Victims of a car crash, deal with physical injuries and property damage, psychological trauma may also be present as discussed in this month’s conversation on PTSD after a car accident. Children are no different, but it can be much harder to diagnose whether they’ve developed PTSD. Clinical psychologist Dr. Melissa Goldberg-Mintz discussed how kids experience and demonstrate trauma in her book, Has Your Child Been Traumatized?
Dr. Goldberg-Mintz states that “When the symptoms (of PTSD) don’t resolve, or maybe even get worse, we can confidently say that a child has been traumatized.” Even if the child was not personally harmed in the crash, they might suffer psychological effects that must be considered in a personal injury claim.
Recognizing PTSD symptoms in children after a car accident is only one step in proving it to an insurance company or jury. Caregivers must collect documentation showing how the child has been affected in a measurable way. This supports a claim for compensation for non-economic damages that the child has suffered.
How PTSD is Defined
PTSD, or Post-Traumatic Stress Disorder, is defined as an anxiety disorder that develops after a significant traumatic event. It is most often seen in the weeks and months following an experience such as a car crash. In some instances, symptoms may not appear until six months or more after the event.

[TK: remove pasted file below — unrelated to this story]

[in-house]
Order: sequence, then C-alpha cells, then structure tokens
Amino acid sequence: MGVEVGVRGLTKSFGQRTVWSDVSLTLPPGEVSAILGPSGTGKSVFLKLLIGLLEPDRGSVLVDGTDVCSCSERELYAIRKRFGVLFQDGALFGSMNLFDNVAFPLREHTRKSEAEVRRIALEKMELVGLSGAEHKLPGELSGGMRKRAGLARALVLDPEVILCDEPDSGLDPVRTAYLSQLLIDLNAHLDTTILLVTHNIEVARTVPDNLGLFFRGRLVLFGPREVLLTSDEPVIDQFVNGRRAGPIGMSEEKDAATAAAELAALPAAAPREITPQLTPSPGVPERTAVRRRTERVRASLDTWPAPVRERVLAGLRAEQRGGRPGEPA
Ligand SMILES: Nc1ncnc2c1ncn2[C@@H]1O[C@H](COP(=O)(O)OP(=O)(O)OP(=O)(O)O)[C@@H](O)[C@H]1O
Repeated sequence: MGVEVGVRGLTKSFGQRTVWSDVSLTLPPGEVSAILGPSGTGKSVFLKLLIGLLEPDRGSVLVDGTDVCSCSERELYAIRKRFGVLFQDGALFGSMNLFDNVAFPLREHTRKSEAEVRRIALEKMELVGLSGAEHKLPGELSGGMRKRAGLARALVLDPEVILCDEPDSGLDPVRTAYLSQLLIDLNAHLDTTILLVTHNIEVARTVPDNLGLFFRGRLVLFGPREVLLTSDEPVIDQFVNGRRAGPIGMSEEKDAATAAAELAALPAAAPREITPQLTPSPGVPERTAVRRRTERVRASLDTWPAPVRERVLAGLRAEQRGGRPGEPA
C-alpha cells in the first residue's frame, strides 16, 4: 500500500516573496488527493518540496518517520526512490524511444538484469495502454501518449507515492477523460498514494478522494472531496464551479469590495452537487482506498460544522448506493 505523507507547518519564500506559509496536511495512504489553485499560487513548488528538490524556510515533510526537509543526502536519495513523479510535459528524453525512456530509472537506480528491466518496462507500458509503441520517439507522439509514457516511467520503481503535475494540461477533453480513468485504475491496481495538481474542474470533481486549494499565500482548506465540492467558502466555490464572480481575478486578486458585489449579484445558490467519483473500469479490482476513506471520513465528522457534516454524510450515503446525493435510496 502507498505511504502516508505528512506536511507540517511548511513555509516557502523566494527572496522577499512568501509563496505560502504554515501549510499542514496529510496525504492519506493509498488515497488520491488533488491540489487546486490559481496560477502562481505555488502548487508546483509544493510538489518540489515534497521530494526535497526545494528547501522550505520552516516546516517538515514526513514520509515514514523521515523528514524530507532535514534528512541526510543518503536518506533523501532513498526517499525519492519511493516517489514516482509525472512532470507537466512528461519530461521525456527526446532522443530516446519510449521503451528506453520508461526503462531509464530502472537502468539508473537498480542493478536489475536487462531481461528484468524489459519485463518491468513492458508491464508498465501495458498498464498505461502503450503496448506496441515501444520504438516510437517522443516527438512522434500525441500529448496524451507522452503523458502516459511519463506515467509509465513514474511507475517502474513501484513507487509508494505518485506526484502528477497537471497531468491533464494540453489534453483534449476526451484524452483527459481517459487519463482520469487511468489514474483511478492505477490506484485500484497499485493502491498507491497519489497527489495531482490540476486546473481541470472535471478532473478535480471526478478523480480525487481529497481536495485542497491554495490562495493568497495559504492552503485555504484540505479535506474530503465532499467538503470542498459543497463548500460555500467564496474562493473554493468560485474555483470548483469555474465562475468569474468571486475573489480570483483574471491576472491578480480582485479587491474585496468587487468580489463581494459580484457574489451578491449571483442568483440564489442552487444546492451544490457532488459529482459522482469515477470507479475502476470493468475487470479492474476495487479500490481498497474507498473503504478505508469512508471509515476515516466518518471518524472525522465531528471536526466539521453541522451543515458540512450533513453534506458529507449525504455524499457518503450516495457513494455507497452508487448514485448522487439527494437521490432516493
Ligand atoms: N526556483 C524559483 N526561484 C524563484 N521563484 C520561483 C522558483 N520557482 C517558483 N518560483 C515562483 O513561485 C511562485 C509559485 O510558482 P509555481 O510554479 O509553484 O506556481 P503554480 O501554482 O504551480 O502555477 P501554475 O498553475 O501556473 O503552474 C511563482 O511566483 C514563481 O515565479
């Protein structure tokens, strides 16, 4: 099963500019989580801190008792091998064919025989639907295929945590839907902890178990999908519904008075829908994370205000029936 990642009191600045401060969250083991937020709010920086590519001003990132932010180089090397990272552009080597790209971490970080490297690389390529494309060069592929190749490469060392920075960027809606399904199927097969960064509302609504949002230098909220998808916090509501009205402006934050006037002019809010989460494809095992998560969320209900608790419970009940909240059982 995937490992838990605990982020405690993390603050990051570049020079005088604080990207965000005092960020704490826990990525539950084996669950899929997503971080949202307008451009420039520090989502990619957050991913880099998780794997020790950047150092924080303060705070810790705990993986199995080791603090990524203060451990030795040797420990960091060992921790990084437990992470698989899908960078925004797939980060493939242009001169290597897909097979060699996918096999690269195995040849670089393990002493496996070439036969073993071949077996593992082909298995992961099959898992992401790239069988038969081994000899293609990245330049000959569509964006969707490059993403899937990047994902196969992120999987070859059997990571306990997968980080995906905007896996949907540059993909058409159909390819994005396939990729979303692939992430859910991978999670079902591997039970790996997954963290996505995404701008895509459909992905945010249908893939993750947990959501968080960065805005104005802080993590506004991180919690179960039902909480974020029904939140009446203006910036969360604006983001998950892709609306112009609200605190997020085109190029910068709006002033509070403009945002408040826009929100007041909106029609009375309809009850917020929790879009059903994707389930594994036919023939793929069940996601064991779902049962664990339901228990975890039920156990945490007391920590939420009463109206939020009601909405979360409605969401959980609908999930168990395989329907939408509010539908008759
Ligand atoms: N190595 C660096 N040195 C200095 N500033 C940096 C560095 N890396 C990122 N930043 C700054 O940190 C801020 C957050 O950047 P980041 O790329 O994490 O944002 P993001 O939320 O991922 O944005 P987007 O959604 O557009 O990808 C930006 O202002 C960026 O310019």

When a child experiences a car accident within their formative years (0-8 years of age), they may incorporate the trauma into their psyche and be affected for life. Careful diagnosis and therapeutic treatment are needed to assist the child in recovering, which could take years.
PTSD can result in victims who avoid anything that reminds them of the event, including discussions with parents or medical providers. The disorder can affect how children play, learn, interact with family and friends, and respond to their basic needs. Finding experts to help the child heal can be expensive and time-consuming.
PTSD Symptoms Vary Widely Among Victims
Even if two children were in the same car crash, they might exhibit vastly different reactions to the event. In fact, one child may suffer trauma while the other recovers quickly and does not develop PTSD. In addition, minors of different ages will show different signs. Common symptoms of PTSD in children include:
- Separation anxiety from parents or other family members
- Clinginess or fear of being out of sight of their parents
- Increase or decrease in communication
- Change in school performance
- Skipping school or other activities
- Regression to behaviors such as bed-wetting
- Insomnia or sleeping excessively
- Changes in appetite
- Losing interest in hobbies or activities
- Flashbacks about the event
- Sudden obsession with the death of themselves or loved ones
- Avoiding places or situations that trigger memories of the crash
- Dissociating from reality
Teenagers may engage in high-risk sexual behaviors, aggressive actions, or begin to abuse alcohol or drugs. Children of any age may also suffer or claim to suffer headaches or stomach aches, which could be from internalized stress or an attempt to avoid interacting with others. They can also develop mood disorders such as anxiety or depression.
Diagnosing and Proving PTSD Symptoms in Children
Children who have been in a car accident need psychological care as well as medical care for their injuries. Scheduling consultations with a pediatric psychologist or psychiatrist will allow the parents to determine if a child is demonstrating any PTSD symptoms. Parents can also report any changes they observe at home to the doctor.